We’ve received a couple of reports lately of parking rules being enforced in West Seattle neighborhoods where residents swear they’ve never seen a Parking Enforcement Officer before. As of a short time ago, that includes ours; we bolted out the front door upon spotting a PEO checking our license plates. COMPLETELY guilty of parking with our wheels touching the sidewalk, which is not raised on our miniblock, but that’s no excuse; she let us off with a warning, provided we moved the cars to comply. But given the reports we’ve had recently, we are publishing this note as a public service advising you to bone up on the parking rules if you also park on the street; you can read many of them here. If you’ve routinely parked closer to a stop sign than the signs say you’re supposed to, DON’T. Wheels on the sidewalk, like us? DON’T. Car pointed the wrong way? DON’T. Precinct leaders mentioned recently that another parking-enforcement officer was going to be headquartered at their facility soon and we’re checking to see if perhaps this officer has arrived, concurrent with this stepped-up activity. Meantime, besides the link mentioned earlier, here’s the complete Seattle Municipal Code parking section; we see the sidewalk rule we broke is here; the stop-sign rule we’ve undoubtedly broken before is here; the rule about pointing in the correct direction is here.
ADDENDUM: Southwest Precinct Lt. Steve Paulsen‘s reply to our question: The third PEO is NOT here in West Seattle yet; he adds, “We don’t direct our Parking Enforcement into the residential neighborhoods unless there are complaints coming in to 911 or parking enforcement. The priorities are business districts for the turnover of parking. We also provide priority to RPZ enforcement as well.”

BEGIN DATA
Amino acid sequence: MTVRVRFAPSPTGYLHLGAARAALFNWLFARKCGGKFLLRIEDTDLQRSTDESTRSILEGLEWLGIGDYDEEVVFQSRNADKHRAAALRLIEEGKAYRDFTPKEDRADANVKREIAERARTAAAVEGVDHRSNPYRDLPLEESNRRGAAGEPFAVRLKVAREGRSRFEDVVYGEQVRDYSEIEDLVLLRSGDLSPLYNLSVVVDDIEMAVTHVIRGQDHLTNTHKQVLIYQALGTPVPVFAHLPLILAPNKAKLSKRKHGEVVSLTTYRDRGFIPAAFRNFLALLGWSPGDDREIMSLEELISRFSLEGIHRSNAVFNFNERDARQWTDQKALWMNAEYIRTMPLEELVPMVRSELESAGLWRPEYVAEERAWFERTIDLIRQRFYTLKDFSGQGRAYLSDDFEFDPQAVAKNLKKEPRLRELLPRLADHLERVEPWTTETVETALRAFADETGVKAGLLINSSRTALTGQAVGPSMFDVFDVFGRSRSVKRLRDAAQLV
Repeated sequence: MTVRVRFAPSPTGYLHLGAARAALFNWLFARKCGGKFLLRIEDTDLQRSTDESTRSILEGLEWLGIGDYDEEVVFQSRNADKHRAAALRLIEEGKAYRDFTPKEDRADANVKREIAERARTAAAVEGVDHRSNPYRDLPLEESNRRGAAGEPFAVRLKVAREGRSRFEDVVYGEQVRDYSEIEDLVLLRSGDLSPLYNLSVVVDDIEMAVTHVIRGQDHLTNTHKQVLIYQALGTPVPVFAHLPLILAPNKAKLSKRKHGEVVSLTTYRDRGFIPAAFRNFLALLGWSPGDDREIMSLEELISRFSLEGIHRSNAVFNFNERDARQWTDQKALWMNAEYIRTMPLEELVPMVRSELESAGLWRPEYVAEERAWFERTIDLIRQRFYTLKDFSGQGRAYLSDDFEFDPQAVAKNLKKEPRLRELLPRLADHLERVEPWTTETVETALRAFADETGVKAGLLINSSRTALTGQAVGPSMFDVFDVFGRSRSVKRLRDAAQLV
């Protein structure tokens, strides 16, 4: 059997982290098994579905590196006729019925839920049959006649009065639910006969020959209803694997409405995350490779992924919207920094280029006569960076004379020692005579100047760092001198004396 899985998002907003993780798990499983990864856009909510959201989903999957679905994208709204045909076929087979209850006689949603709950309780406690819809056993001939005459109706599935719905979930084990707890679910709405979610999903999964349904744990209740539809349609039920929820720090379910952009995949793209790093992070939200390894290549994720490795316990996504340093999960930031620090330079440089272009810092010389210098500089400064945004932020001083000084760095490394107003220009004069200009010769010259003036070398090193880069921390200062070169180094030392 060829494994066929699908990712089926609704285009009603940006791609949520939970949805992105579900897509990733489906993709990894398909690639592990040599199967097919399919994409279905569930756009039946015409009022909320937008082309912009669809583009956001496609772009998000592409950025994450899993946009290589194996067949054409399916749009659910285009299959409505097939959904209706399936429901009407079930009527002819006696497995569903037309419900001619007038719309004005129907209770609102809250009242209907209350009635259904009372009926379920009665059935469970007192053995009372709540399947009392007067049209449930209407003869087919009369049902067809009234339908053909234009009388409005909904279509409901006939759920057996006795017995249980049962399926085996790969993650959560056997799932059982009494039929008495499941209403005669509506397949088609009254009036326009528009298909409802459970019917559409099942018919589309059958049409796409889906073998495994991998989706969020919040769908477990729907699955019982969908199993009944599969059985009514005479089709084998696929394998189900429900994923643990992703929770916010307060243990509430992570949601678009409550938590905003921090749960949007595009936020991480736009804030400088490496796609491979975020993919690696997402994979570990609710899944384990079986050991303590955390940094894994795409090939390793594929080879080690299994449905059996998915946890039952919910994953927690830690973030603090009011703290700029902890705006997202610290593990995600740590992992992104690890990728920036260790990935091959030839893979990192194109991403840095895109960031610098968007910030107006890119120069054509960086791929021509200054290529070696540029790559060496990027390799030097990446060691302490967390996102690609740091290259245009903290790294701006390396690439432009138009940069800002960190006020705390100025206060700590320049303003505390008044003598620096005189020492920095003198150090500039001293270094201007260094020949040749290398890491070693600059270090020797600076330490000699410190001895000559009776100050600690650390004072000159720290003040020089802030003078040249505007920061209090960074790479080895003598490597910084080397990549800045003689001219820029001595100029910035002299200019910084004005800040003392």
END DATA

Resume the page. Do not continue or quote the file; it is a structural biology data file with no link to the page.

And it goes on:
We’ve seen eagles more than a few times in our 18 years of living in West Seattle, but can’t quite recall HEARING them – so thanks to Gary Jones for getting close enough to capture audio as well as video from Alki Point this morning, and sharing the results. At one point, he spotted four eagles in the same tree, and got still photos too:
Thanks again to Gary for sharing the video and photos – if you capture wildlife, breaking news, memorable scenes, firstname.lastname@example.org – any time!
By Tracy Record
West Seattle Blog editor
“One in five sixth graders in our state is drinking alcohol now. But only five percent of sixth grade parents think their kid is drinking.”
Sixth graders – drinking? A startling thought — maybe not in the abstract, but it is if you know a kid that age. They’re on the edge of teenhood, and yet they still have frequent moments sparking the thought, “Really, they’re still just kids.”
The quote is from Chris Volkmann, an Olympia mom who will be speaking at Madison Middle School in West Seattle on April 8 with her son Toren Volkmann; the two have written a book together, “Binge to Blackout.” Before you switch off into “oh, just more preachy stuff” mode, listen to Chris’s invitation: “Just come out and talk with us.”